Over the past several years, the Roadmap has been a key resource for afterschool providers and other education organizations when communicating with policymakers, funders, and citizens about the importance of their services, and to target areas for increased investment. School administrators, central office staff, nonprofits, community leaders, and parent advocates also use the Roadmap to demonstrate to others the needs faced by their communities. Public education advocates have brought Roadmap data to the attention of school board members, county commissioners, and members of the General Assembly in order to inform their efforts to create state and local policies that address significant community needs.
STEM is more than Science, Technology, Engineering, and Mathematics. STEM is 
hands-on, minds-on FUN.   When we teach STEM, we:
  • Ignite curiosity
  • Reinforce what students learn in the classroom
  • Build critical thinkers who can collaborate
  • Build STEM families and economically vital communities
  • Empower a new generation of innovators and problem solvers.
This month's lesson represents Environmental Science. The lesson includes:
  • Snapshot Overview
  • Fast Facts
  • Lesson
  • STEM To-Go
  • Video Overview 
To view this month's lesson and to download each aspect of the lesson content to utilize in your program, click here. Let us know what you think about this month's STEM lessons on twitter @ncafterschool. 

Environmental Science 
Check out this lesson here
With spring in full swing and the temperature starting to warm up in many parts of the country, we have just completed our webinar series focused on summer learning program preparation. The series was co-hosted by the Afterschool Alliance, National AfterSchool Association (NAA), and National Summer Learning Association (NSLA) and focused on two recent releases made possible by the generous support of  The Wallace Foundation: " Getting to Work on Summer Learning: Recommended Practices for Success, 2nd Ed." and  the Summer Learning Toolkit. In case you missed it, here's a recap of what we covered!

The first webinar of the series took a comprehensive look at the report, "Getting to Work on Summer Learning: Recommended Practices for Success," which was based on the evaluation of five districts' summer programs and explored the effectiveness of voluntary, district-led summer learning programs offered at no cost to low-income, urban, elementary students; Jennifer McCombs from the RAND Corporation talked through main takeaways from the report, including some of the challenges that programs face and factors they need to consider when developing a summer program. She highlighted some of the key recommendations from the report for programs around:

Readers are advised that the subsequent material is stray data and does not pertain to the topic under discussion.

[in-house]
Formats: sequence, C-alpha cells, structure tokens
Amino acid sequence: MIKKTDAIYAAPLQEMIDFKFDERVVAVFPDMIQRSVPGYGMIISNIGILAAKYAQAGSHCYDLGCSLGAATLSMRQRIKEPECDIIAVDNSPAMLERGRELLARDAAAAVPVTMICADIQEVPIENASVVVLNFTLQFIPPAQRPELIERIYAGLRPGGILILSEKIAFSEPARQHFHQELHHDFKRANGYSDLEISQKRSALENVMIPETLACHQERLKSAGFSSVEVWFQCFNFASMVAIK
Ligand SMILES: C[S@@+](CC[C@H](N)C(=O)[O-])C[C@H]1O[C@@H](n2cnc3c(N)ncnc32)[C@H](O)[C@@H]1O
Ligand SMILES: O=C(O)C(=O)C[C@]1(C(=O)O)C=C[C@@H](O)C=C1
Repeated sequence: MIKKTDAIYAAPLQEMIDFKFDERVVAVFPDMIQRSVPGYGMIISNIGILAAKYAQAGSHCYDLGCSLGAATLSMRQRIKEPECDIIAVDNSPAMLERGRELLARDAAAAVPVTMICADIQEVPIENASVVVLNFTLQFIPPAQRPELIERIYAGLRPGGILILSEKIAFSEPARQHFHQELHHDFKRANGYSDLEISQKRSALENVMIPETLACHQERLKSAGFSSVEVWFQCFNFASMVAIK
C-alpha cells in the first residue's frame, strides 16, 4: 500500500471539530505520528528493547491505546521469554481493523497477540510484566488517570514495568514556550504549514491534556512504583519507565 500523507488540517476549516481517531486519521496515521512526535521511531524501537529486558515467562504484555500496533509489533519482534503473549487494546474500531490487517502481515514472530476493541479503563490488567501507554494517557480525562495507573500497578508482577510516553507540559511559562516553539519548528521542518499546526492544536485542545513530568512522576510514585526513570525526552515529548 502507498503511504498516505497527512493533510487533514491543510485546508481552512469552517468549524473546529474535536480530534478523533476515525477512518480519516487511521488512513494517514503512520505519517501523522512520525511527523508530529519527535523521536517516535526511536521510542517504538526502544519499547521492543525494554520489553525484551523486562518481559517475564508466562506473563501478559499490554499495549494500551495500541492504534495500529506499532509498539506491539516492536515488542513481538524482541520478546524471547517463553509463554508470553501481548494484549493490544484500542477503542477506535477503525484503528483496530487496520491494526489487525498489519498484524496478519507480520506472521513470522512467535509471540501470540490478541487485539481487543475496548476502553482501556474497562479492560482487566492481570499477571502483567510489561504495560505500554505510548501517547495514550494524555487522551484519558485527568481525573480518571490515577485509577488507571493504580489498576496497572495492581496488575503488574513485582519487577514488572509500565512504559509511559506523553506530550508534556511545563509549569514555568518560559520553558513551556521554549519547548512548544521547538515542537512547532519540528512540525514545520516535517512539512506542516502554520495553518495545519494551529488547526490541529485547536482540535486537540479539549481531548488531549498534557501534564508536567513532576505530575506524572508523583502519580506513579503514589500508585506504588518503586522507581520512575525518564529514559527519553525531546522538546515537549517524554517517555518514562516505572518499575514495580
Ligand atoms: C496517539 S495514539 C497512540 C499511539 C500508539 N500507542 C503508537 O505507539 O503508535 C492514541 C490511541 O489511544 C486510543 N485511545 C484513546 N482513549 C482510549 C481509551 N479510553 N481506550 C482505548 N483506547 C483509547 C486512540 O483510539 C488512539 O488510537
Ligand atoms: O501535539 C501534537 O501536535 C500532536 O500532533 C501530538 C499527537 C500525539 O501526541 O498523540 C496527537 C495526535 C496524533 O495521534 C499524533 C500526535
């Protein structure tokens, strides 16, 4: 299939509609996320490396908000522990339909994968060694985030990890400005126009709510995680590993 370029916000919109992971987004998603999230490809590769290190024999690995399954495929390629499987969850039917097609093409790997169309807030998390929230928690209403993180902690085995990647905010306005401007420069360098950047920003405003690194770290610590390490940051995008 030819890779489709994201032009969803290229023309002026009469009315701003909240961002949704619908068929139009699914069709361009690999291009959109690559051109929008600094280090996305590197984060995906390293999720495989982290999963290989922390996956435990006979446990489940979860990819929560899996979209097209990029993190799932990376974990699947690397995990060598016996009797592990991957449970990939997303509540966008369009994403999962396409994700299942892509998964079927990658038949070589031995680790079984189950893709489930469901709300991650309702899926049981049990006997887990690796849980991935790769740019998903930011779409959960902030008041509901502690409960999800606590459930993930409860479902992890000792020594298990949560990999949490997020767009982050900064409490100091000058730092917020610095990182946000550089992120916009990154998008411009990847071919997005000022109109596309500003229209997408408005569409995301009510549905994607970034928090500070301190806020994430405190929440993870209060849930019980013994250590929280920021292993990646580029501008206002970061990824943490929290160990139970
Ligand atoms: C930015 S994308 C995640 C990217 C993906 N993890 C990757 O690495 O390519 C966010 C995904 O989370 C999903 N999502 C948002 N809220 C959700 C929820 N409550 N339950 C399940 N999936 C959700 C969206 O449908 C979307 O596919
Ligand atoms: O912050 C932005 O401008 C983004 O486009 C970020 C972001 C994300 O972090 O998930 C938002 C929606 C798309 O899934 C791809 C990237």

• Planning and management;
  • Student recruitment and retention;
  • Teacher selection; and
  • Positive site climate.

In the second part of our webinar series, we took a closer look at staffing and professional development to examine how to hire and train the best possible staff that suits the specific climate, culture, and goals of your summer program. The Learning Agenda gave an overview of the research highlighted in the toolkit that speaks to the important role staffing and professional development plays and offered samples of and guidance on staffing models and job descriptions; samples and tip sheets related to high-quality professional development; and other relevant professional development materials, including staffing MOUs, examples to help hire staff, and examples of staff handbooks.